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Uber sexual assault report prompts concerns over ridesharing in B.C. But are taxis any safer?


In the wake of damning data from Uber that found more than 3,000 sexual assaults were reported inside U.S. rides last year, B.C. is asking how safe ridesharing will be when it eventually arrives on the province’s roads.

But a lack of similar data regarding sexual assaults in taxis across B.C. makes it difficult to draw comparisons.

In its safety report, Uber said 464 people were raped while using its U.S. services in 2017 and 2018. Almost all of them — 99.4 per cent — were riders. It’s difficult to compare those statistics to other modes of transportation because U.S. taxi companies and transit agencies generally do not collect similar national data.


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Uber reports more than 3,000 sexual assaults during U.S. rides in 2018

That appears to be the case in B.C. as well. The RCMP and other police agencies said they didn’t have that data on hand, adding it’s “not something that can be easily teased out.”

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Although Vancouver police said they have received “a number of complaints” over the last two years, a spokesperson said it’s “not an epidemic by any means”, considering the number of rides that take place.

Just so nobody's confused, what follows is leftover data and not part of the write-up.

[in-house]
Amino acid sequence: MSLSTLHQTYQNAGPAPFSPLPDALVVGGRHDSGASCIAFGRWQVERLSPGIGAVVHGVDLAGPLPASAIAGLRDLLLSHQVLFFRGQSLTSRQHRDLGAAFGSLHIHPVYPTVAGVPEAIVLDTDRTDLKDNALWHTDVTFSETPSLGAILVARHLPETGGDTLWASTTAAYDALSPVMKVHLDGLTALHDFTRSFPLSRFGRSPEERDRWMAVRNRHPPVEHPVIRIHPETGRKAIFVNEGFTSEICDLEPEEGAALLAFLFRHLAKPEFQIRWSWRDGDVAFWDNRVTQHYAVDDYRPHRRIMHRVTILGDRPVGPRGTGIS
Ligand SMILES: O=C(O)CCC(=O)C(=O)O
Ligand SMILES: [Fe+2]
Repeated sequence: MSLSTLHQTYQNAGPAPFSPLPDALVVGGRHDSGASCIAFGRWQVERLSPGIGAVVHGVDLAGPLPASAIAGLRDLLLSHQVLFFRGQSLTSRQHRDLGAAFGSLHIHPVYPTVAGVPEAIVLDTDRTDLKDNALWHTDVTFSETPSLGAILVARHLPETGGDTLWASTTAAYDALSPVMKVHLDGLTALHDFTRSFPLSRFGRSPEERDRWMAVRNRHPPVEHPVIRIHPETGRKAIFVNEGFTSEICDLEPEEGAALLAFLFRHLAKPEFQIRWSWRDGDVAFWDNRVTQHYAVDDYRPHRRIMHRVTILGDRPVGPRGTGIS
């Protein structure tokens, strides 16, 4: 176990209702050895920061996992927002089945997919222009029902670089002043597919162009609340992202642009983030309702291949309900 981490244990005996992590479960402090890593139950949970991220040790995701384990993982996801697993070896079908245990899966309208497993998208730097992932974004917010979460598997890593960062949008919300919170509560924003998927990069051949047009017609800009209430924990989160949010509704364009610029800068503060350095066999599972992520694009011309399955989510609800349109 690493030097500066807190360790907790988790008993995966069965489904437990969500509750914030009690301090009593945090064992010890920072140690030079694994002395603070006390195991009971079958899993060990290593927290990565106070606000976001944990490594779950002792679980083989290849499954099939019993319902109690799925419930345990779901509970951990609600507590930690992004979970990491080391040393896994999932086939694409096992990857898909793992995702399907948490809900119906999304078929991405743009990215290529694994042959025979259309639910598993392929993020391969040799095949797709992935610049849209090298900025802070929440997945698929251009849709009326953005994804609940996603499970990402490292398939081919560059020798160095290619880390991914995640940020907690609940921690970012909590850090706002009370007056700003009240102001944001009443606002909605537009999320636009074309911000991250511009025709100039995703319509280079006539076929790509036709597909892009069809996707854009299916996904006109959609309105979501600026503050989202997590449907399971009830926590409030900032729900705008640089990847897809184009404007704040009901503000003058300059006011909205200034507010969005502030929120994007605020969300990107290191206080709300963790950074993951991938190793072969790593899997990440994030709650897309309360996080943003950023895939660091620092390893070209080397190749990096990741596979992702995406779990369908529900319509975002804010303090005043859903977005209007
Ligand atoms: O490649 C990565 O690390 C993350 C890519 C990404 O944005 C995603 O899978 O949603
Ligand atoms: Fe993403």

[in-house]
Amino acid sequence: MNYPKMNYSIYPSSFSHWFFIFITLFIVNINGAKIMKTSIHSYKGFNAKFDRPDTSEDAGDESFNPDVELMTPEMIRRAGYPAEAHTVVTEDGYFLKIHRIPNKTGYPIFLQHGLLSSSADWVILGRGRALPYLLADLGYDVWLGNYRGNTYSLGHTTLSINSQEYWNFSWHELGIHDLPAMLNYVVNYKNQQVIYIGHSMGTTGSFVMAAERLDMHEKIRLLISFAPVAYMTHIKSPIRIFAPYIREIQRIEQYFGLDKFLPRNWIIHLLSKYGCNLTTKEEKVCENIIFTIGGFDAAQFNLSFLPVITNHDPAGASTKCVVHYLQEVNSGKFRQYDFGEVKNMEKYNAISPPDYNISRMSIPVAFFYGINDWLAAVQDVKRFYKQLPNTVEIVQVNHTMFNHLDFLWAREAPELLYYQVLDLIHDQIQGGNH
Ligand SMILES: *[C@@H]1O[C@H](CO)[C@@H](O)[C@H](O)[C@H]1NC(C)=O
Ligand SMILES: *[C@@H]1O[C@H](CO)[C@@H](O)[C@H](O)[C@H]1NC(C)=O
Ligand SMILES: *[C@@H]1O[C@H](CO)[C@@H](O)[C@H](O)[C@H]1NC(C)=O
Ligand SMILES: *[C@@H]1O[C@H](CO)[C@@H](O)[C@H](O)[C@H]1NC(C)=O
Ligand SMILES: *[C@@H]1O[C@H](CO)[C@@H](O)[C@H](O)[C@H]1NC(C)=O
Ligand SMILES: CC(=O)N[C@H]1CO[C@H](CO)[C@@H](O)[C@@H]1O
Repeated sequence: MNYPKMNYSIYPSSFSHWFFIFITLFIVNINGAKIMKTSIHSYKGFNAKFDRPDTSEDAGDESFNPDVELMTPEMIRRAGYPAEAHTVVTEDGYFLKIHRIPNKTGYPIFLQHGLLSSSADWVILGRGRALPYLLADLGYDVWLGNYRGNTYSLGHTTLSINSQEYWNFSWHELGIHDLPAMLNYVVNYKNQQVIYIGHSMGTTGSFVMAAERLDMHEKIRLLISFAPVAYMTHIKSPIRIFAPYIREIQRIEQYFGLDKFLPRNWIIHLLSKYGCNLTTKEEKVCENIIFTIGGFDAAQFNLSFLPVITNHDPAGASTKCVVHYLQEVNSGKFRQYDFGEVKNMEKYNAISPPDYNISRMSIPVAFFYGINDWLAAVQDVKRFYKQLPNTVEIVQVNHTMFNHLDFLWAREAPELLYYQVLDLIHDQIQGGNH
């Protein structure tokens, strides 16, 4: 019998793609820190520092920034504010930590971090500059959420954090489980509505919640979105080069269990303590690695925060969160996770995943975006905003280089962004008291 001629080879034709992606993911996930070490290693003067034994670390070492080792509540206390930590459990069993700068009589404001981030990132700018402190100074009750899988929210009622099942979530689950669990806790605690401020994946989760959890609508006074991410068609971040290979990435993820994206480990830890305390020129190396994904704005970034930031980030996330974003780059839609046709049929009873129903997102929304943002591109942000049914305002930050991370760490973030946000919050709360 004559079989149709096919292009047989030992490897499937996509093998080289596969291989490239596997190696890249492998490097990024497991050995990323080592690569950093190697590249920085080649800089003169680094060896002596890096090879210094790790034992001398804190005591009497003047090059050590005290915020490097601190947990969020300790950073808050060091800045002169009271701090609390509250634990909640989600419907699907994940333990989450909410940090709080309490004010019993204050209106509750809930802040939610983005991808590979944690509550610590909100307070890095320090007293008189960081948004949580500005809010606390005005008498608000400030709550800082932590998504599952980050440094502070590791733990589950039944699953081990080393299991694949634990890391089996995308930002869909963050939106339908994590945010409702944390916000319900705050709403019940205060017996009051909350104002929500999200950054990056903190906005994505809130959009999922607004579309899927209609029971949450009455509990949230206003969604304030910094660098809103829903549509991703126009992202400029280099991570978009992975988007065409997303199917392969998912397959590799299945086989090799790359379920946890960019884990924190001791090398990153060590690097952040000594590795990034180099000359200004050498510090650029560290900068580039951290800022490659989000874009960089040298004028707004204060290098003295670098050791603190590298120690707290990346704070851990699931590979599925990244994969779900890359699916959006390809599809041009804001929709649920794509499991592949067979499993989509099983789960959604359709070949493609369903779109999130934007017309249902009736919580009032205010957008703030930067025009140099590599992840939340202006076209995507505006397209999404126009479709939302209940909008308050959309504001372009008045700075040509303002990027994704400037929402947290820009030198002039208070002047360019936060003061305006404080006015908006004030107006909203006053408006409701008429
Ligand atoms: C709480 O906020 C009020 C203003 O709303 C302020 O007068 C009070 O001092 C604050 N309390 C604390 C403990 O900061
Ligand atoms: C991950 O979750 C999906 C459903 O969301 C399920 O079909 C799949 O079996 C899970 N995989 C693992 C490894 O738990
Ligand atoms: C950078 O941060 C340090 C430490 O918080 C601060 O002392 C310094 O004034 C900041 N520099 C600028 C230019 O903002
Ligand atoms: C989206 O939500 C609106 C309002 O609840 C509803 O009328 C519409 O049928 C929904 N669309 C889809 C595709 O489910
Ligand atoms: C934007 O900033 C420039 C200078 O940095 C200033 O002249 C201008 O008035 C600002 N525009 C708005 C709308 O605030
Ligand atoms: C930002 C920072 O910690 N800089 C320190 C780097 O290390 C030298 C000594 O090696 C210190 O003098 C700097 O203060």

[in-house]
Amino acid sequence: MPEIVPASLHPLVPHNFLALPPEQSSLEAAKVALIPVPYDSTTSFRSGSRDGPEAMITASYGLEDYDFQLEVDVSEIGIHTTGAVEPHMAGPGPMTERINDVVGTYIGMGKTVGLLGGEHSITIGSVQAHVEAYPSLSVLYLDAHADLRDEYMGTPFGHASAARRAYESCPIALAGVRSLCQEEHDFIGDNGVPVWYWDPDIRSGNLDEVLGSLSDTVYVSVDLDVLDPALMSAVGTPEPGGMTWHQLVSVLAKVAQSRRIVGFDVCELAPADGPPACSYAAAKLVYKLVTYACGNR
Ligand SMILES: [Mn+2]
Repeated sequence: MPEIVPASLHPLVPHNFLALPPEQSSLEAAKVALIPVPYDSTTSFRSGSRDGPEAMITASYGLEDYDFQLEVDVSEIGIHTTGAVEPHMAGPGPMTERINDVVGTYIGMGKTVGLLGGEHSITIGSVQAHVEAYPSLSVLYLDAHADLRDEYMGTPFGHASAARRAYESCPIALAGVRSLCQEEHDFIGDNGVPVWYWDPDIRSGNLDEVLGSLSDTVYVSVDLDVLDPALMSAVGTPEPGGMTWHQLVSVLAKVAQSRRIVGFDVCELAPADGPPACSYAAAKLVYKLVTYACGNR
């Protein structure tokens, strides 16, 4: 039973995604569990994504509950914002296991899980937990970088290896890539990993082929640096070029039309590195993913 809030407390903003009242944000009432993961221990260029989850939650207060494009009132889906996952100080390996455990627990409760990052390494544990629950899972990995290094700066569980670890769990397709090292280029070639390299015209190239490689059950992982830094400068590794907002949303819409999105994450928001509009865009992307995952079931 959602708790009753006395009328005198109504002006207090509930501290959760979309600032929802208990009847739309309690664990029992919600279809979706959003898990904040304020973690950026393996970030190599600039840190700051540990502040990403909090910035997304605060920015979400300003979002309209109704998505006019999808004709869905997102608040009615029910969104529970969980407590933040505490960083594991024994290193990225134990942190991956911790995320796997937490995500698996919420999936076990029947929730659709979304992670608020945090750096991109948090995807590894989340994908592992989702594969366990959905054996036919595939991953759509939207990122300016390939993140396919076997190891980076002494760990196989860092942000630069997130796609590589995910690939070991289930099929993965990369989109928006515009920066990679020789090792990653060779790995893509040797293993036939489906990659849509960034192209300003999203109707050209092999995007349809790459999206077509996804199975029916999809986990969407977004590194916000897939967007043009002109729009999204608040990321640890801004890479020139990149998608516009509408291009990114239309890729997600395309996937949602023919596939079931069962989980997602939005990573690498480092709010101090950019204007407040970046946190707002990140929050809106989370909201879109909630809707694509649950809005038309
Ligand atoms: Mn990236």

The Passenger Transportation Board, which is tasked with dealing with driver complaints, also said it doesn’t track those specific incidents.






Fraser Valley temple president charged with sexual assault


Fraser Valley temple president charged with sexual assault

Minister of Transportation Claire Trevena said the province demands “the highest level” of criminal background checks for taxi drivers, and is assuring the province the same standard will be set for ridesharing drivers.

“We have a very strict policy with taxis where we do follow up if there are assaults,” she said. “We obviously want people to be safe however they’re travelling, whatever form of transportation they’re using.

“There are, sadly, always going to be incidents and I think this is extremely concerning that there are. We do everything we can to make sure that those people who are driving a vehicle to earn an income are assessed, are checked … to ensure people who are driving are as safe as we can attest.”



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Uber weighs next steps after report showed more than 3,000 sex assaults during U.S. rides in 2018

In its report, Uber noted that drivers and riders were both attacked and that some assaults occurred between riders. It added its data was based solely on reports from riders and drivers — meaning the actual numbers could be much higher. Sexual assaults commonly go unreported.

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In B.C., at least two taxi drivers have been charged with sexually assaulting a passenger while on the job this year, including a July case in Kelowna and another in North Vancouver this past March.